Academic journal article Mosaic (Winnipeg)

The Blind Bard, According to John Milton and His Contemporaries

Academic journal article Mosaic (Winnipeg)

The Blind Bard, According to John Milton and His Contemporaries

Article excerpt

This essay approaches Milton's representation of the "blind bard" within the most personal literary mode of lyric (specifically, three sonnets) and through the figuration of blindness by his contemporary detractors in the service of suggesting how key terms of disability studies merge with literary elements, especially imagery and authorship.

John Milton regularly crops up in the field of disability studies, as could be expected since he became fully blind when he was forty-four years old, and many of his works represent individuals with various types of disabilities. In The Disability Studies Reader, Lennard Davis starts off his list "of people with disabilities" with "John Milton, Sir Joshua Reynolds, Alexander Pope, Harriet Martineau, John Keats" (4). Milton also leads off David Mitchell and Sharon Snyder's line-up in Narrative Prosthesis: "John Milton, Alexander Pope, Lord Byron, Samuel Johnson, John Keats, Stephen Crane, Katherine Mansfield, Virginia Woolf, and Marcel Proust" (3). In Memoirs of the Blind, Jacques Derrida lists "Homer and Joyce, Milton and Borges" (33); more recently, in Concerto for the Left Hand, Michael Davidson lists the artistic "composers [...] Goya, Milton, Beethoven, Nerval, Schumann, Monet, de Kooning, Close" (3), and Kahlo (6). Yet, while Milton makes the lists, he is rarely the centerpiece in disability studies.

The critical interface of literary studies and disability studies, which came into its own in the nineteen-nineties (see Gabbard), clarifies and intensifies key elements in both fields. This essay examines Milton as "blind bard," an ambivalent figure of alterity, bodily impairment held in tension with creative exaltation. I first attend to Milton's most overtly autobiographical representations of his blindness in three of his sonnets, all of which perpetuate and modify the special status of the blind bard. Eleanor G. Brown and John S. Diekhoff long ago identified the many textual sites in Milton's poetry and prose that represent blind characters and personas and their differing degrees of the autobiographical mooring. Those most critically and popularly viewed as self-representations of his blindness are "Sonnet XVI: When I consider," "Sonnet XIX: Methought I saw," and "To Mr. Cyriack Skinner upon his Blindness." (1) I then attend to just some of the characterizations of Milton by his contemporary detractors, including vituperative characterizations, to substantiate the sense that Milton's self-representations in his sonnets are defensive and to show the distinct ends that the same tropes that Milton uses achieve in the hands of those detractors. From these, we can piece together a mosaic--to echo this journal's title--of Milton's blindness, which by extension will comprise one element in the ongoing research needed to create a mosaic of what blindness meant at the onset of modernity.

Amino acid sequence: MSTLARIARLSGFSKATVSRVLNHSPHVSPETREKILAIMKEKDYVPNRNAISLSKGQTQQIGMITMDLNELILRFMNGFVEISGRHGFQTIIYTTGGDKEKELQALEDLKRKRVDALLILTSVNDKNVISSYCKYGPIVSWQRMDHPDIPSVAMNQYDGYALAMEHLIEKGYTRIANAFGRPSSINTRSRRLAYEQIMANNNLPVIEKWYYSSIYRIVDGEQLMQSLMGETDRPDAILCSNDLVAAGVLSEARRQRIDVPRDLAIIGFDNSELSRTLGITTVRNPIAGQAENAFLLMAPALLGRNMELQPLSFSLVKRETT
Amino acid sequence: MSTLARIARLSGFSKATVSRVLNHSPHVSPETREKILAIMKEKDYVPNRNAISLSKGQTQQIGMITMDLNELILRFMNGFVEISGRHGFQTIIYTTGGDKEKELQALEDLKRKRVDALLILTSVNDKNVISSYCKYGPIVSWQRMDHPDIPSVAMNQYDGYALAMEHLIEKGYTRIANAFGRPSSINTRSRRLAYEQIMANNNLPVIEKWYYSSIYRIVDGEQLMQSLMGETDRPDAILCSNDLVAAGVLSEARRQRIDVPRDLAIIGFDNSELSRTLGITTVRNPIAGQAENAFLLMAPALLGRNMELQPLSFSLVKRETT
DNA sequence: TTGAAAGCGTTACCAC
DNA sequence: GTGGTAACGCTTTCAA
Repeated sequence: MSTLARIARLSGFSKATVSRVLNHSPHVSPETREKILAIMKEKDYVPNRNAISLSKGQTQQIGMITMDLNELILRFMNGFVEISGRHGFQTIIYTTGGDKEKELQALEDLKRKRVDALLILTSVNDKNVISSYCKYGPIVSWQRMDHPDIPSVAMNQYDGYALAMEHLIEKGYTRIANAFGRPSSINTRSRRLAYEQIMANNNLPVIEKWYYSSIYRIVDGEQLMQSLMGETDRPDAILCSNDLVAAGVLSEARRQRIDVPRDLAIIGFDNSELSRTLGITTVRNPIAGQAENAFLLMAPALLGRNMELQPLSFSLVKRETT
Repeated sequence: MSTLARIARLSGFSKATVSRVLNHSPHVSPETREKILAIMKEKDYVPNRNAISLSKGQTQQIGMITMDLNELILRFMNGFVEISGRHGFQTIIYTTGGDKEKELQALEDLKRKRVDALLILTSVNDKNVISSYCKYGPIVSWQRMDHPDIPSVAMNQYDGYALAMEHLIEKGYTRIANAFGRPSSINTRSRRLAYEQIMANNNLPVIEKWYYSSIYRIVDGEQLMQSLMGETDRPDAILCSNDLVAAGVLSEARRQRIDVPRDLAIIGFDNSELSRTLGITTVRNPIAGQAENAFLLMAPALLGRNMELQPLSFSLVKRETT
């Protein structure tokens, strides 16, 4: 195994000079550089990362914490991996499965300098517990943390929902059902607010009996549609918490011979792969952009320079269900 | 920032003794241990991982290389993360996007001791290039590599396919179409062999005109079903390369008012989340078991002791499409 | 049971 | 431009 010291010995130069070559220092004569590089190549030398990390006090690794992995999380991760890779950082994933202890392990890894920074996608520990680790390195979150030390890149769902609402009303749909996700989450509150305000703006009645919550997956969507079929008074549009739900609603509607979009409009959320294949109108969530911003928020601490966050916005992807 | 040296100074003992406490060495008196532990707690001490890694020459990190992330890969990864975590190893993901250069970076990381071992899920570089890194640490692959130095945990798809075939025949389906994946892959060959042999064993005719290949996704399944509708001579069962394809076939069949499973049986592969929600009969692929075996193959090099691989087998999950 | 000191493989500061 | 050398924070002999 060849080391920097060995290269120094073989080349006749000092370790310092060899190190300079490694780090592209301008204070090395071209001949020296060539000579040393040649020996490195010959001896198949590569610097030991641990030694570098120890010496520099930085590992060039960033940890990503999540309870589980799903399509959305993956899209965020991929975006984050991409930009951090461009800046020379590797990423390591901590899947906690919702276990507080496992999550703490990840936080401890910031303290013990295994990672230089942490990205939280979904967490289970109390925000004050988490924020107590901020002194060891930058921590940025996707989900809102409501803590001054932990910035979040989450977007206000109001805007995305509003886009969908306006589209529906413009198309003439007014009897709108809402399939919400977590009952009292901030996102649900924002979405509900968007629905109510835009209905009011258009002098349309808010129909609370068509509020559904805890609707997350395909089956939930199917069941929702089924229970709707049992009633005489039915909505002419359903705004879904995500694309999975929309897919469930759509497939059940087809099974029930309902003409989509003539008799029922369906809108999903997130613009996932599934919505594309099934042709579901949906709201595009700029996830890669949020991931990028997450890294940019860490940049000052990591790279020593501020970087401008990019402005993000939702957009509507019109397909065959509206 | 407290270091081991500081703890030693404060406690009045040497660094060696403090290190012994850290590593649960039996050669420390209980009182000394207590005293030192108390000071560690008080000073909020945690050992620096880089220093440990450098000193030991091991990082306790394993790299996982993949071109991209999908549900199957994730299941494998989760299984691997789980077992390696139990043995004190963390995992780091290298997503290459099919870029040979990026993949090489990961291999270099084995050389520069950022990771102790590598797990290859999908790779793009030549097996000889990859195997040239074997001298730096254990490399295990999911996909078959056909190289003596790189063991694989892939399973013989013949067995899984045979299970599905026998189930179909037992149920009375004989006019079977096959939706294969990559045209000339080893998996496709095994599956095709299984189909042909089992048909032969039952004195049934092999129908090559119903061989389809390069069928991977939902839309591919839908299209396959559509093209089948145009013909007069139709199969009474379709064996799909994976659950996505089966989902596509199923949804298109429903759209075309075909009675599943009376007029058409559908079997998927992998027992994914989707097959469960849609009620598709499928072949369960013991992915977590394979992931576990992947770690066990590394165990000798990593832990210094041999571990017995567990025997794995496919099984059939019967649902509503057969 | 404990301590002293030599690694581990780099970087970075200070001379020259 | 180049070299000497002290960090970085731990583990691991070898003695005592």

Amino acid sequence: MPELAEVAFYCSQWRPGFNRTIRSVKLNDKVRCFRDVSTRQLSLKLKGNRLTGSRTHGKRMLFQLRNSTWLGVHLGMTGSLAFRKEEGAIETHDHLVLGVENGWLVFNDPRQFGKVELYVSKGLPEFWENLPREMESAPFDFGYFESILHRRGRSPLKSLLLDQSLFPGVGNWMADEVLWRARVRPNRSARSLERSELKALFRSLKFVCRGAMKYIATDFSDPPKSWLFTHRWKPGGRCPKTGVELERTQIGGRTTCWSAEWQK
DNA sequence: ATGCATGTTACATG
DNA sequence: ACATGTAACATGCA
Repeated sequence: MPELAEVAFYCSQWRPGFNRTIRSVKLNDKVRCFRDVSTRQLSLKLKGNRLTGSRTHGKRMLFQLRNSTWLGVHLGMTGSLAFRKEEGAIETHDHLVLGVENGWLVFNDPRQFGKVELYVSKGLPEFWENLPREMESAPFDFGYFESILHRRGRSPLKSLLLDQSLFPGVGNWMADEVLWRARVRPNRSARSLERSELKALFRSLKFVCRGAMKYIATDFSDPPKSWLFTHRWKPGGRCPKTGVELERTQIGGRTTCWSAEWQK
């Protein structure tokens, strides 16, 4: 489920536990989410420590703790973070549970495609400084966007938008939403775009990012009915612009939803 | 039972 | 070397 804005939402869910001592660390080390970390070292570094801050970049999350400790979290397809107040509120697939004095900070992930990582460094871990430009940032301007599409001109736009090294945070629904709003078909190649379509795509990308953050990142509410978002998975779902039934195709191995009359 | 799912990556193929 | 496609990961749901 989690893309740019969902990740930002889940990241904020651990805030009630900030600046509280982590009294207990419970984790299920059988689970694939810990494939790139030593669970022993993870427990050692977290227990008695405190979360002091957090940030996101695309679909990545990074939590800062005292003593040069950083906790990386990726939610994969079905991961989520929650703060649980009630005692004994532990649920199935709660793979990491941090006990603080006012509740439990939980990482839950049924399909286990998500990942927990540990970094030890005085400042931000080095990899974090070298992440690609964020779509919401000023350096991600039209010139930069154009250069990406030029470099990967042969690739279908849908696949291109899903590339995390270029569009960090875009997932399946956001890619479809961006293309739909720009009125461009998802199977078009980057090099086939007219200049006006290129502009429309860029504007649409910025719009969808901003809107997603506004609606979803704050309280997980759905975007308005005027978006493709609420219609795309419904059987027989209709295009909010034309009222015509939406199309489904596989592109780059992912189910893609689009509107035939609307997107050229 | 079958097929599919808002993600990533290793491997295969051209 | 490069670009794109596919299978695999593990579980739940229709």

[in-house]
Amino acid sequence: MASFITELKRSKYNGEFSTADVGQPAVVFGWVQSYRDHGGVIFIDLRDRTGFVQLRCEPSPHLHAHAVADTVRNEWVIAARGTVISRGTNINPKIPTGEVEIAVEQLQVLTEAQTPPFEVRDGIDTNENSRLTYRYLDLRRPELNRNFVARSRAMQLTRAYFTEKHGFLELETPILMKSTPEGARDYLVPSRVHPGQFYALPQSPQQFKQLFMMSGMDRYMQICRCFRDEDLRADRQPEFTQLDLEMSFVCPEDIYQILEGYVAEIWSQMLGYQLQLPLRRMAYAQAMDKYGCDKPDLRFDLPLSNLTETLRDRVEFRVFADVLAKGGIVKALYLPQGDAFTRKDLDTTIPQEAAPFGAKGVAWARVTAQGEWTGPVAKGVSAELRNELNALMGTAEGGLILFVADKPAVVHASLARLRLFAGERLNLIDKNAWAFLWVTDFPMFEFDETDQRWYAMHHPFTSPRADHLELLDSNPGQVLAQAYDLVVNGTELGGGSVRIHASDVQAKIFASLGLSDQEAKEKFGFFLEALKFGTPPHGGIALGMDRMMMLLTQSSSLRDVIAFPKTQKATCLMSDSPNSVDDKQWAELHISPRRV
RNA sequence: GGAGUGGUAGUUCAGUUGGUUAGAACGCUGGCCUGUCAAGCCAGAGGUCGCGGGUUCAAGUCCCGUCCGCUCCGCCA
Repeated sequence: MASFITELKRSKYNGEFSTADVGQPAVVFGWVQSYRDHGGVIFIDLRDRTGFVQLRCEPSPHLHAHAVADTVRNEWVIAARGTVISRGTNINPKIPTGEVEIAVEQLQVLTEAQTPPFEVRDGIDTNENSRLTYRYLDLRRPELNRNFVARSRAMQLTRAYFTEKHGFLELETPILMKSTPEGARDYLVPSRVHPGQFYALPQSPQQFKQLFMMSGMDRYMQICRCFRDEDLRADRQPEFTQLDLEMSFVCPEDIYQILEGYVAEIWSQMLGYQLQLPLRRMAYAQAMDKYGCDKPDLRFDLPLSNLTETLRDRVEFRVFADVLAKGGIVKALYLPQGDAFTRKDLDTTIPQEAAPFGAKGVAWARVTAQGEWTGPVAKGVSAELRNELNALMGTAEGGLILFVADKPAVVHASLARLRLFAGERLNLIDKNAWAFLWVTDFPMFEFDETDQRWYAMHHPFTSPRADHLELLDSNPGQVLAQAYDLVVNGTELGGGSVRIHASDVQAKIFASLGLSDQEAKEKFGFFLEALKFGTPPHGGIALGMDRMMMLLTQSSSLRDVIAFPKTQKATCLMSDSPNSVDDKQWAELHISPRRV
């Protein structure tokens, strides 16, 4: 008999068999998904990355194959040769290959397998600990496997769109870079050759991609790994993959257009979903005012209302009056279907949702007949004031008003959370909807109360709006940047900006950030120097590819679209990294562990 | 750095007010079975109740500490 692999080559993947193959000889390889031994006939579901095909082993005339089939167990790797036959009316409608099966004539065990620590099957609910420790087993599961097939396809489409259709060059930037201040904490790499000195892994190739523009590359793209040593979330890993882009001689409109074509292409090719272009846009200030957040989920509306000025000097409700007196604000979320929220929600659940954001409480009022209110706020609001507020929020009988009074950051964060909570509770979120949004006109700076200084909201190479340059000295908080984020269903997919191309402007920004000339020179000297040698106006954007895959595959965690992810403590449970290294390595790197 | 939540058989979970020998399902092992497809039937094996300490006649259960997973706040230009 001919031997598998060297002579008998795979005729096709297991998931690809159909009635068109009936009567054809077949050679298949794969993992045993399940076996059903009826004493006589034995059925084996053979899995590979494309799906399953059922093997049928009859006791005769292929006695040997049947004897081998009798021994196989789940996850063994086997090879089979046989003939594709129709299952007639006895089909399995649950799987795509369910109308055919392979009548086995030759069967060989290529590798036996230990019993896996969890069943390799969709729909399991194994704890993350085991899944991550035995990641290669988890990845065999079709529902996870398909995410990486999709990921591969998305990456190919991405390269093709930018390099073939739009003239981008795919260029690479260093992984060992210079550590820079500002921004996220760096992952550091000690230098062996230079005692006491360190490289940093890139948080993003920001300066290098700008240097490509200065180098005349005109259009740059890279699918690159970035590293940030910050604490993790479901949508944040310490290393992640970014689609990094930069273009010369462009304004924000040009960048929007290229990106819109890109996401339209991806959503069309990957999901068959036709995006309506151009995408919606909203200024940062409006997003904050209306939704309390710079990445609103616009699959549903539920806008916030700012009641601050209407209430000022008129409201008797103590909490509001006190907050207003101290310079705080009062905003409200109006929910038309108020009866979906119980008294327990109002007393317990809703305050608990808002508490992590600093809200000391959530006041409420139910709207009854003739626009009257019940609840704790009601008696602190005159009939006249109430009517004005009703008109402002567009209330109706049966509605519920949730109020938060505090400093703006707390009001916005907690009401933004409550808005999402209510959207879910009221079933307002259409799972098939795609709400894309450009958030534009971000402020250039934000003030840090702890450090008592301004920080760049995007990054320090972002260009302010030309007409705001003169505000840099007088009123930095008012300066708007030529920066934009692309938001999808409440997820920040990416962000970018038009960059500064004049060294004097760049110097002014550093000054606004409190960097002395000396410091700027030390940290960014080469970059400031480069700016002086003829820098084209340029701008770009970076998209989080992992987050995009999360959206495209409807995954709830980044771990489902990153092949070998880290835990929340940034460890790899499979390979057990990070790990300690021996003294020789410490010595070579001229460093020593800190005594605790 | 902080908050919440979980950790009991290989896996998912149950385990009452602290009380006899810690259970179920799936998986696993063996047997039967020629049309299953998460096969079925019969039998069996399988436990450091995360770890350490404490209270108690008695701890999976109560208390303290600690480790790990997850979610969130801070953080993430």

My hope is to contribute to the pioneering work of Edward Wheatley, who, in his ground-breaking Stumbling Blocks before the Blind: Medieval Constructions of a Disability, convincingly demonstrates the importance of "extending the range of disability-related scholarship beyond the last two centuries" (4), which is to say before the historical moment in the late eighteenth century when the concept and measurement of normalization arose (see Tremain 4-10). As Margaret A. Winzer rightly notes, "no two societies viewed their disabled populations in precisely the same way" (87). So, too, no two of Milton's sonnets or of his detractors' writings depict the early modern British blind bard in the same way. Interpreting the literary representations of one blind individual within his literary, biographical, and cultural context can help provide some answers to the productive questions that Paul Longmore asks in Why I Burned My Book and Other Essays on Disability: "How did societies in previous eras regard and treat people with disabilities? What values underlay cultural constructions of disabled people's identities? …

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